February 24, 2014 in Conferences, Recent Scholarship | Permalink | Comments (0) | TrackBack (0)

Saturday, February 22, 2014

KCON9: Second Saturday Morning Panel: Contracts & Employment

MillerOur own Meredith Miller started the panel with a paper on Getting Paid: Contracting in the Naked Economy.  Professor Miller's paper is in part a reflection on her experience with freelancers who have been doing work in the new economy and have been experiencing a hard time getting paid.  The amount due often does not rise to a level that would justify litigation.  Professor Miller began by discussing "the rise in independent work," which is a lose category encompassing the "jobless but not workless." These people are often highly skilled, and big companies prefer to have consultants rather than employees because of liabilities and costs attendant to employees that are not associated with contractual relations with constultants.  

On the other side, there is a literature promoting the benefits to workers in being independent workers.  There are advantages to not having a boss, to not having to commute, not having face-time at work, etc.  Why deal with people when you can stay home in the company of your cats?  But there are significant problems associated with being an independent worker, including significantly, not getting paid.  Professor Miller presented staggering statistics indicating that a very high percentage of independent workers have a hard time getting paid, and a very small percentage of them hire an attorney or actually proceed to court.  She illustrated the problem with this video.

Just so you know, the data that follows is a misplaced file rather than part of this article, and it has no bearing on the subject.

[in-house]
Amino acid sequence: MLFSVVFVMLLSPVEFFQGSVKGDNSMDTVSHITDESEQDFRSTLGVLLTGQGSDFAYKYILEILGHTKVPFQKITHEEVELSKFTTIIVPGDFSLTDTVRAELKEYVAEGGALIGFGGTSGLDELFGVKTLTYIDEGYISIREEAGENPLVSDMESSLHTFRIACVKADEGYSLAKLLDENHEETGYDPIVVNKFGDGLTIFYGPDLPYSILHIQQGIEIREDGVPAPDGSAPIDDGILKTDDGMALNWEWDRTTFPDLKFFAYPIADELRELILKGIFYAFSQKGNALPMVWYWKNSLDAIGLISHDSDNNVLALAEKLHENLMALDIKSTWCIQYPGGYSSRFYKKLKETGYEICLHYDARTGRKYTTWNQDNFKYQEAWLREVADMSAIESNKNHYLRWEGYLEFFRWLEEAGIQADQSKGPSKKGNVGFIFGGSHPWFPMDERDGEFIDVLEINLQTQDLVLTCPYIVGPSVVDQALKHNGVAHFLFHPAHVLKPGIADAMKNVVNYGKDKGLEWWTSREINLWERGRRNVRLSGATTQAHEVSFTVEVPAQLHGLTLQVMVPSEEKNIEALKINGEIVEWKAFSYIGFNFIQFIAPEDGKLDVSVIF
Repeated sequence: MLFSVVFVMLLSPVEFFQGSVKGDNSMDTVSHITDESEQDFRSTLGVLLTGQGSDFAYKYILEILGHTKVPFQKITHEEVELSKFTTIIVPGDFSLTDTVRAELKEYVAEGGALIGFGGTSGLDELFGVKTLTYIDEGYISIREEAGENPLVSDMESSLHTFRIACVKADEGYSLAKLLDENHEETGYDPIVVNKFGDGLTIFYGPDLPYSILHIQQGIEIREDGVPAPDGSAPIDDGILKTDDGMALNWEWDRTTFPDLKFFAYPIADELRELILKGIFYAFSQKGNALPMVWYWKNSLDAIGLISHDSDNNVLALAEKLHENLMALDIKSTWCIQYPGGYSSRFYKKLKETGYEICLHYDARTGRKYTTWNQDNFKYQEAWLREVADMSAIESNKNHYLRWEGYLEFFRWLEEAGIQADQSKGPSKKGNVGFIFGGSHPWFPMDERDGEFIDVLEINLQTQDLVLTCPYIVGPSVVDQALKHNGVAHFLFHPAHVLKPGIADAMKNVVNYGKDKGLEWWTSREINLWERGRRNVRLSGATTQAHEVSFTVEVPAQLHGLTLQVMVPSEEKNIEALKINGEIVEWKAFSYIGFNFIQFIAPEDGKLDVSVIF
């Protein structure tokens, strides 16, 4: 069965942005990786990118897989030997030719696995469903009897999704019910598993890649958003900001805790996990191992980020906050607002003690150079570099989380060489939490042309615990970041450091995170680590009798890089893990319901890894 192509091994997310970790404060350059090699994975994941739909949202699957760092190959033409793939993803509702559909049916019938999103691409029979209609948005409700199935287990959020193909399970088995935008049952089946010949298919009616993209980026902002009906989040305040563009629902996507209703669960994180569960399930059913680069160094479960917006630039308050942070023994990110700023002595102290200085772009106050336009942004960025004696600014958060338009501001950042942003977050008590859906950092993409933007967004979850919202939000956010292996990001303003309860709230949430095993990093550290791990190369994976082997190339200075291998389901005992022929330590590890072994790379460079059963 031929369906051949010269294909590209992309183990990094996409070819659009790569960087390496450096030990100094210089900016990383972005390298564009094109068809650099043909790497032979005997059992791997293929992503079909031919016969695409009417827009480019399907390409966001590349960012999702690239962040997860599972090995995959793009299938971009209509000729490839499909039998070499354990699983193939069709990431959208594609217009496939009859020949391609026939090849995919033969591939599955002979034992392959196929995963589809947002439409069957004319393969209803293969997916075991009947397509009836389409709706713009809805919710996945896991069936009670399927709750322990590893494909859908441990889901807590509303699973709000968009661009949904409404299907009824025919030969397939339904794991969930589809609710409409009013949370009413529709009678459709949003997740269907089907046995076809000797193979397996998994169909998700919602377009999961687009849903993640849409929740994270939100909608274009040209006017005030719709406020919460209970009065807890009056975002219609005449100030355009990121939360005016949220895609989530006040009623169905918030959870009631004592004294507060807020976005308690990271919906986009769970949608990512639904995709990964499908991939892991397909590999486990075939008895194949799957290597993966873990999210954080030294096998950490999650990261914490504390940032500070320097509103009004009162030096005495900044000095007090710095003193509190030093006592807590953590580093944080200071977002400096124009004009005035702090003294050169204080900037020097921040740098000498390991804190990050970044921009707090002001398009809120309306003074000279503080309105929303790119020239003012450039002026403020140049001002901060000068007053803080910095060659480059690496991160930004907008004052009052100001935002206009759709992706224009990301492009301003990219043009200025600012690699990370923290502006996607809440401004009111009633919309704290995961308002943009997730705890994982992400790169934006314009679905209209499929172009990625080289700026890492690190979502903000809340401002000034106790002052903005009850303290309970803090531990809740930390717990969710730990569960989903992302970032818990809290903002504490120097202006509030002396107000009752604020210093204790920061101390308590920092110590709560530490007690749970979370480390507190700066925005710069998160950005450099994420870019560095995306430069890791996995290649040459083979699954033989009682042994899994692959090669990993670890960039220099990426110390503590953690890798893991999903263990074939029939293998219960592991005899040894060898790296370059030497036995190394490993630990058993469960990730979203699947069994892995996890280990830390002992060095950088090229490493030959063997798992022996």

Professor Miller suggested simple solutions for independent workers such as clear definitions and expectations in contracts, payments schedules, process payments or payments in advance, terminations fees and attorneys fees in cases of non-payment.  She recommended the Shake App as a means for quickly throwing together useable contracts.  She also discussed legislative reforms, such as New York's proposed Freelancer Payment Protection Act, and potential private solutions.